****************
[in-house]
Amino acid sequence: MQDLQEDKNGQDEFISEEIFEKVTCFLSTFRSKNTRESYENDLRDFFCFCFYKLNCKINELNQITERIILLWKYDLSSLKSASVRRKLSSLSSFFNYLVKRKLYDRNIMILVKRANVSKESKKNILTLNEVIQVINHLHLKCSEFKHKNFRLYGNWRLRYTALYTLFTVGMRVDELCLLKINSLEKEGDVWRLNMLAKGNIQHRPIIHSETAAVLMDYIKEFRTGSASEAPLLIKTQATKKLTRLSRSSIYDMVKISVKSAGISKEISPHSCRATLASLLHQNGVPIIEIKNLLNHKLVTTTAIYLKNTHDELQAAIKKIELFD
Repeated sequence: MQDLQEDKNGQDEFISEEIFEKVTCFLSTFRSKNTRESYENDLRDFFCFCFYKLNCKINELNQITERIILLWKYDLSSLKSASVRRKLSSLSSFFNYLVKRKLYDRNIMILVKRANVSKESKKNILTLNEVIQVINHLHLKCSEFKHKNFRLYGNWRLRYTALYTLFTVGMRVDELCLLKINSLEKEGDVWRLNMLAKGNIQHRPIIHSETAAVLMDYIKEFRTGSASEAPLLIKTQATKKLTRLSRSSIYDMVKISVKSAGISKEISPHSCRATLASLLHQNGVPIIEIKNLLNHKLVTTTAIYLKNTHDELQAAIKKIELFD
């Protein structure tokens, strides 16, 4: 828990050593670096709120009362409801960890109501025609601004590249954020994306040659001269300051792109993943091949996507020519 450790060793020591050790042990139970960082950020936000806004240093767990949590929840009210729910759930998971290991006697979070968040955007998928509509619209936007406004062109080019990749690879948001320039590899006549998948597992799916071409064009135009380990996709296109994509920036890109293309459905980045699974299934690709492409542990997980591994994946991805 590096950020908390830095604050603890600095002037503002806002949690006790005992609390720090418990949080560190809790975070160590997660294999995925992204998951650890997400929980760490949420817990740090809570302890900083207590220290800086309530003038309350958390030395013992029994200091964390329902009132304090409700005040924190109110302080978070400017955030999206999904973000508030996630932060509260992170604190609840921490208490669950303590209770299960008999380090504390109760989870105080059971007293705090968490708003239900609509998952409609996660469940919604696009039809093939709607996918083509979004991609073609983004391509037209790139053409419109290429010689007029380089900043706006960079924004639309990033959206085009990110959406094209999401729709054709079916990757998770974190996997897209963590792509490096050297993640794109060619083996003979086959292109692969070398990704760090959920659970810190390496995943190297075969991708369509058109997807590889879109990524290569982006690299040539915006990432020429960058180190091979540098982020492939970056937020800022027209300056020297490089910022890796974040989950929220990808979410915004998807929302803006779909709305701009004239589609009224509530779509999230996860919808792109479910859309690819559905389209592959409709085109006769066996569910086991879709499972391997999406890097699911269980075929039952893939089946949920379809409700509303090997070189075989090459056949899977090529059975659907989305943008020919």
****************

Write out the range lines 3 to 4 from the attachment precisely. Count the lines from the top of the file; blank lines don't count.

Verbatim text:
Repeated sequence: MQDLQEDKNGQDEFISEEIFEKVTCFLSTFRSKNTRESYENDLRDFFCFCFYKLNCKINELNQITERIILLWKYDLSSLKSASVRRKLSSLSSFFNYLVKRKLYDRNIMILVKRANVSKESKKNILTLNEVIQVINHLHLKCSEFKHKNFRLYGNWRLRYTALYTLFTVGMRVDELCLLKINSLEKEGDVWRLNMLAKGNIQHRPIIHSETAAVLMDYIKEFRTGSASEAPLLIKTQATKKLTRLSRSSIYDMVKISVKSAGISKEISPHSCRATLASLLHQNGVPIIEIKNLLNHKLVTTTAIYLKNTHDELQAAIKKIELFD
């Protein structure tokens, strides 16, 4: 828990050593670096709120009362409801960890109501025609601004590249954020994306040659001269300051792109993943091949996507020519 450790060793020591050790042990139970960082950020936000806004240093767990949590929840009210729910759930998971290991006697979070968040955007998928509509619209936007406004062109080019990749690879948001320039590899006549998948597992799916071409064009135009380990996709296109994509920036890109293309459905980045699974299934690709492409542990997980591994994946991805 590096950020908390830095604050603890600095002037503002806002949690006790005992609390720090418990949080560190809790975070160590997660294999995925992204998951650890997400929980760490949420817990740090809570302890900083207590220290800086309530003038309350958390030395013992029994200091964390329902009132304090409700005040924190109110302080978070400017955030999206999904973000508030996630932060509260992170604190609840921490208490669950303590209770299960008999380090504390109760989870105080059971007293705090968490708003239900609509998952409609996660469940919604696009039809093939709607996918083509979004991609073609983004391509037209790139053409419109290429010689007029380089900043706006960079924004639309990033959206085009990110959406094209999401729709054709079916990757998770974190996997897209963590792509490096050297993640794109060619083996003979086959292109692969070398990704760090959920659970810190390496995943190297075969991708369509058109997807590889879109990524290569982006690299040539915006990432020429960058180190091979540098982020492939970056937020800022027209300056020297490089910022890796974040989950929220990808979410915004998807929302803006779909709305701009004239589609009224509530779509999230996860919808792109479910859309690819559905389209592959409709085109006769066996569910086991879709499972391997999406890097699911269980075929039952893939089946949920379809409700509303090997070189075989090459056949899977090529059975659907989305943008020919």